Tag Archives: 1980s

Dick Fontaine & Pat Hartley – I Heard It Through the Grapevine (1982)

James Baldwin retraces his time in the South during the Civil Rights Movement, reflecting with his trademark brilliance and insight on the passage of more than two decades. From Selma and Birmingham, and Atlanta, to the battleground beaches of St. Augustine, Florida, with Chinua Achebe, and back north for a visit to Newark with Amiri Baraka, Baldwin lays bare the fiction of progress in post–Civil Rights America—wondering “what happened to the children” and those “who did not die, but whose lives were smashed on Freedom Road.” Read More »

Stanislaw Rózewicz – Aniol w szafie AKA Angel in the Wardrobe (1987)

“Angel In The Wardrobe” is a film about responsibility, towards ourselves and others. A film about conscience; about the memory, without which we are nothing. The fears and anxieties in us and around us”.

— Stanislaw Rozewicz. Read More »

Andrzej Wajda – Dyrygent AKA The Conductor (1980)

Quote:
A violinist in a provincial Polish orchestra, whose husband is the director of the ensemble, on a visit to the U.S., ties up with the world-renowned symphony conductor. As it turns out, he was once in love with the violinist’s mother. The conductor, a slightly unstable hypochondriac, returns to Poland to lead the provincial orchestra. He also tries to revive an old love affair using the violinist as a surrogate of her mother. Her husband is resentful of the conductor for personal and professional reasons. Read More »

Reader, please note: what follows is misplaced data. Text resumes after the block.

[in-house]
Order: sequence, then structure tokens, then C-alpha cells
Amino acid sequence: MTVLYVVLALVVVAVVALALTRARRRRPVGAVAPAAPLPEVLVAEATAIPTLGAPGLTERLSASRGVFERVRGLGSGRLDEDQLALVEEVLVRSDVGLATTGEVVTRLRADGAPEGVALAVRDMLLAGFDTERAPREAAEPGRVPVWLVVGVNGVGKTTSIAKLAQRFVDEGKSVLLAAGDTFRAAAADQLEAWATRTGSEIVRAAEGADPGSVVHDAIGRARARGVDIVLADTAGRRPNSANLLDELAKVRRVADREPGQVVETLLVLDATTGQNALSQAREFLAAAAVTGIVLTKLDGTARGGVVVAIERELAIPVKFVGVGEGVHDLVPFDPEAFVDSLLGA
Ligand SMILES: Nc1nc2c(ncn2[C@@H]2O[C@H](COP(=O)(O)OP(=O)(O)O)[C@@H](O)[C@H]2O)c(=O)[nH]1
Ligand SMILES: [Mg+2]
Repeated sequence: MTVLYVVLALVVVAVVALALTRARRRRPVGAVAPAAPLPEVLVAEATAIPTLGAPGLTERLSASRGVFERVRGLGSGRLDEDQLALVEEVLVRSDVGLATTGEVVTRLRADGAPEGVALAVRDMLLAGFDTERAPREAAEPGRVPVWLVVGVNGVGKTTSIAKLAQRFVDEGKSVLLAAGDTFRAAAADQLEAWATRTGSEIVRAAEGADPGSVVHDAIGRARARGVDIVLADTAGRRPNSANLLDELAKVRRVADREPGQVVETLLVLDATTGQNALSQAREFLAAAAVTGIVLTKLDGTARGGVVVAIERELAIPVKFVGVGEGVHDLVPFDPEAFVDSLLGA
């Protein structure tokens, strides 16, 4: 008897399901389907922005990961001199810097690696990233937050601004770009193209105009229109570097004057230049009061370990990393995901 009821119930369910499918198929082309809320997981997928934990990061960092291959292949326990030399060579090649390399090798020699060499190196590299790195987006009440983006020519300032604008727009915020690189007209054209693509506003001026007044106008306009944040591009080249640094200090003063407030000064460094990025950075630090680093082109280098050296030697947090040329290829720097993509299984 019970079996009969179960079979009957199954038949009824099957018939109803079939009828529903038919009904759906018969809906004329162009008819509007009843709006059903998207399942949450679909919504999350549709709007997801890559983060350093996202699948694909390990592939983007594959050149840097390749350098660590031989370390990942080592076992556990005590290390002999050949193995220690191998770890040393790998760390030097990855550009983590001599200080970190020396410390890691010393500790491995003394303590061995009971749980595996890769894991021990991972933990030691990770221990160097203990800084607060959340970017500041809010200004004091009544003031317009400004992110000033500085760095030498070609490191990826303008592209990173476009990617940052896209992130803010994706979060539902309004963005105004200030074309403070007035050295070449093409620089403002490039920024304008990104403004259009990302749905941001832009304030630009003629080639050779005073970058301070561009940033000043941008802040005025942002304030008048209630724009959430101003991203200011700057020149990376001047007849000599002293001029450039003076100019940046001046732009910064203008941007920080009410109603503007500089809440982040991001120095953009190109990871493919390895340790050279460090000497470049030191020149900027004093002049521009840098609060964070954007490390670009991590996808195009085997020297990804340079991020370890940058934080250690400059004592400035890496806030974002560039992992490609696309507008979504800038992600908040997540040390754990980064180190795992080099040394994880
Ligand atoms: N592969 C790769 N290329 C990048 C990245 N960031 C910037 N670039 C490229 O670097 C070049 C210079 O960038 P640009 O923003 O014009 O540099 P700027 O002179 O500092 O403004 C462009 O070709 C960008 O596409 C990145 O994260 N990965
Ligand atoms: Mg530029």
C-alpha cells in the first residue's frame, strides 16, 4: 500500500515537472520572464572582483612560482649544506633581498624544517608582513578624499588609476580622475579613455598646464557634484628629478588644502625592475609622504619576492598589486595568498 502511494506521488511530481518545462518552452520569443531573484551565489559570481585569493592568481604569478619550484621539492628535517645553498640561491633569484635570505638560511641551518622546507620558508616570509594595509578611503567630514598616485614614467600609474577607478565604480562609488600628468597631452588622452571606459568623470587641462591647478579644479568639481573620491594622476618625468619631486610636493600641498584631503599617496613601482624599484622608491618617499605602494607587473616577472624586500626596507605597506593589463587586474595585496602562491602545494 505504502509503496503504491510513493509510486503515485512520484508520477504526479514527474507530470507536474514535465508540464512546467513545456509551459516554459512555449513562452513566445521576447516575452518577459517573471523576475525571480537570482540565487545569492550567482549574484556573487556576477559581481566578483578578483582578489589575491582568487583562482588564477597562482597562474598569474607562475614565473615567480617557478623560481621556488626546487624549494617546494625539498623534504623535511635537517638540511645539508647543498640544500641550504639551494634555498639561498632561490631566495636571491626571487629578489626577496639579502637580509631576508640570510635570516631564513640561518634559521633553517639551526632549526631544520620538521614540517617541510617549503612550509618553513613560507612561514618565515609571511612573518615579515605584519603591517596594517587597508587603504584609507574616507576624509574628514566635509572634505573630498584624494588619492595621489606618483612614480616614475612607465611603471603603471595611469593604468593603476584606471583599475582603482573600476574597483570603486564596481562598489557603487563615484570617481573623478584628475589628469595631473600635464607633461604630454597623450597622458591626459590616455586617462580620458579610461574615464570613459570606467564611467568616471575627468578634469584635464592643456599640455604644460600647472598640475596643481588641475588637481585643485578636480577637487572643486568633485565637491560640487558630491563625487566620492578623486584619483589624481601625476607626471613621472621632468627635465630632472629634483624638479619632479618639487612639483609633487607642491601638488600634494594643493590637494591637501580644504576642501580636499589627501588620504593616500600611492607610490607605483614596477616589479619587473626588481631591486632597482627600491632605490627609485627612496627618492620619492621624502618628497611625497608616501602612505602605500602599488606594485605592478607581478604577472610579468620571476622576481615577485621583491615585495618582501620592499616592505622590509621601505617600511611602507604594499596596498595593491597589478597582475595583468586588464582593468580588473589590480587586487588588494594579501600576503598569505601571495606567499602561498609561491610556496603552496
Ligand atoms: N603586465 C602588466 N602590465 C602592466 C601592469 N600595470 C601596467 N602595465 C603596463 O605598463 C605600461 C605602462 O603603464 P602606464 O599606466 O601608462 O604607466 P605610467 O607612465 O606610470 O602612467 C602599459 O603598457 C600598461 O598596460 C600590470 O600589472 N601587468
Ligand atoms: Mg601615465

Med Hondo – Sarraounia (1986)

Sarrouina (Keïta), a young warrior queen of the Azna tribe well-schooled in the arts of herbalism and warfare, leads her people to victory against a neighboring tribe. But the real trial of strength for her comes when the French army marches south to widen its colonial grip on the African continent. The second half of the film focuses on the French, acidly but plausibly satirized as little tyrants whose megalomania swells in proportion with their failure to grasp the realities of the culture they are trying to crush. Grounded in careful historical research, Sarraounia is a superbly crafted and expansive film that strikes a celebratory, assertive tone. Read More »

Richard Loncraine & Dennis Potter – Blade on the Feather (1980)

New York Times:
THE setting is a rather grand English country home on the Isle of Wight. Two women are bickering as they play lawn tennis. An elderly man reading beneath a tree spots a fly on his hand and begins having an odd attack. A young stranger suddenly appears and gives the man mouth-to-mouth resuscitation or, so to speak, a kiss of life. Later, the victim will thank him for having braved not only the garlic on his breath but ”an old man’s slack mouth.” Read More »

Umberto Lenzi – Incontro nell’ultimo paradiso AKA The Daughter of the Jungle (1982)

Two college students decide to take a vacation to the Amazon. After renting a boat and sailing down the river in search of some good scenery, the two kids become lost. Read More »

Gavin Millar & Dennis Potter – Cream in My Coffee (1980)

Cream in My Coffee is a television drama by Dennis Potter, broadcast on ITV on 2 November 1980 as the last in a loosely connected trilogy of plays exploring language and betrayal. A juxtaposition between youth and old age, the play combines a non-linear narrative with the use of popular music to heighten dramatic tension, a feature of much of Potter’s work. Cream in My Coffee was awarded the Prix Italia for best drama in 1981 and Peggy Ashcroft gained a BAFTA Best Actress award in 1981. The play’s title is taken from the popular song “You’re the Cream in My Coffee”, from the 1929 Broadway musical Hold Everything! Read More »